Walter Robb, a 25-year veteran of the company, will stand down as co-CEO at the end of the year, leaving the reins to co-founder John Mackey, the company said late Wednesday.
Although most companies are content with one CEO, the likes of Chipotle Mexican Grill, mall giant Westfield Group, and, most notably, Oracle, have experimented with the co-CEO model. Advantages can include divvying up responsibilities, perhaps even to play to a particular individual’s strengths.
In Oracle’s case, one of its two CEOs, Safra Catz, was previously CFO and continues to oversee financial management duties since the tech company didn’t replace her. Mark Hurd, meanwhile, has more responsibility for corporate strategy. “It’s bigger than Safra and me. We have over 130,000 people. We need a lot of leadership in our company,” Hurd said when former CEO and founder Larry Ellison stood down in 2014.
For most boards assessing succession, though, the perceived negatives of splitting accountability for making big decisions aren’t worth the risk. Having two powerful personalities in charge raises the prospect of clashes over strategy that could delay decision-making or put the company on a windy path. And while good CEOs are able to collaborate effectively with other senior executives, it’s their leadership qualities that often set them apart.
Co-CEO arrangements may also appear more acceptable to the market when times are good. But unconventional management structures are often the first thing to be questioned by investors should a company’s performance begin to lag.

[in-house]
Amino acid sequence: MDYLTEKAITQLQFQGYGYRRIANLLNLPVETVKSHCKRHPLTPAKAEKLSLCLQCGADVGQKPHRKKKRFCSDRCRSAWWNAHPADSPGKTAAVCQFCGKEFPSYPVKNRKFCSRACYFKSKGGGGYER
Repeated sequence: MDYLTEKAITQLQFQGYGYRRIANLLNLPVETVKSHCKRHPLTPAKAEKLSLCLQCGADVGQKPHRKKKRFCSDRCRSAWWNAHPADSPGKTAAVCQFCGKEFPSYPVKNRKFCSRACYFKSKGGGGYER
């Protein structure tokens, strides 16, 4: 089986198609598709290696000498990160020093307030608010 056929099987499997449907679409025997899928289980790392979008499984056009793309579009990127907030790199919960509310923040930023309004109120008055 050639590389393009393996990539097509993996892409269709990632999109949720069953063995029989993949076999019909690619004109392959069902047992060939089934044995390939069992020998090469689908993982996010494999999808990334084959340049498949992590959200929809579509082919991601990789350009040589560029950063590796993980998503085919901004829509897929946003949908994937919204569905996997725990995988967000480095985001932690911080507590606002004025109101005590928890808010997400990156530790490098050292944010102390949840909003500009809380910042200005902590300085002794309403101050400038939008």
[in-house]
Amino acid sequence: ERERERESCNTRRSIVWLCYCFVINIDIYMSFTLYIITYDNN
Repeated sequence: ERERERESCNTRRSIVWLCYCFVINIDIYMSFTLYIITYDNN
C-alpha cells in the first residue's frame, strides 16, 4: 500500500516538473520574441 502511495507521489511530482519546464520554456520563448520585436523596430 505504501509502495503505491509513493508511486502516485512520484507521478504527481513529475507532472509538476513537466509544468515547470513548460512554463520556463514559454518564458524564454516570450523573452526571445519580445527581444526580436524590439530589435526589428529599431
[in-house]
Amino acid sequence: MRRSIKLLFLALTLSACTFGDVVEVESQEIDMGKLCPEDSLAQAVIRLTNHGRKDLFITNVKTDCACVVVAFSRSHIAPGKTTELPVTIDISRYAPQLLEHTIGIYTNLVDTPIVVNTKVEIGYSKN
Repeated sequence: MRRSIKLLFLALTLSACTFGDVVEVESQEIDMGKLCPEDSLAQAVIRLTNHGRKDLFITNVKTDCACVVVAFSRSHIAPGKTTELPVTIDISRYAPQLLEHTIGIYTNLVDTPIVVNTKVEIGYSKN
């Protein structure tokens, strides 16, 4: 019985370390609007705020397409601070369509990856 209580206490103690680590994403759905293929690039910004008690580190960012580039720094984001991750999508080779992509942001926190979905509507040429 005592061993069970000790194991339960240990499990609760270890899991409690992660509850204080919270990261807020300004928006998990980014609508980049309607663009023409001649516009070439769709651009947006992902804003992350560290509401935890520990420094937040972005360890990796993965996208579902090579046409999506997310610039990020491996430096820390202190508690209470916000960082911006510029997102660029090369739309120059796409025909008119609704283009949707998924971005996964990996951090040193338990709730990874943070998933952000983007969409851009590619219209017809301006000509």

Whole Foods had high praise for Robb, who will get a $10 million severance package and lifetime 30% discount on Whole Foods products.
“Under Walter’s leadership, Whole Foods Market has grown from 12 to 464 stores in three countries,” Chairman John Elstrott said. Mackey, meanwhile, said Robb was “the most extraordinary retailer I’ve had the privilege to work with.”
Still, the company is experiencing its fair share of challenges and no explanation was provided for Robb’s departure, other than that the company was announcing “changes to its leadership structure.”
Comparable store sales fell 2.6% in the third quarter, prolonging a sustained slump as competition heats up in the organic food market and shelf prices fall while supermarket chains battle for customers.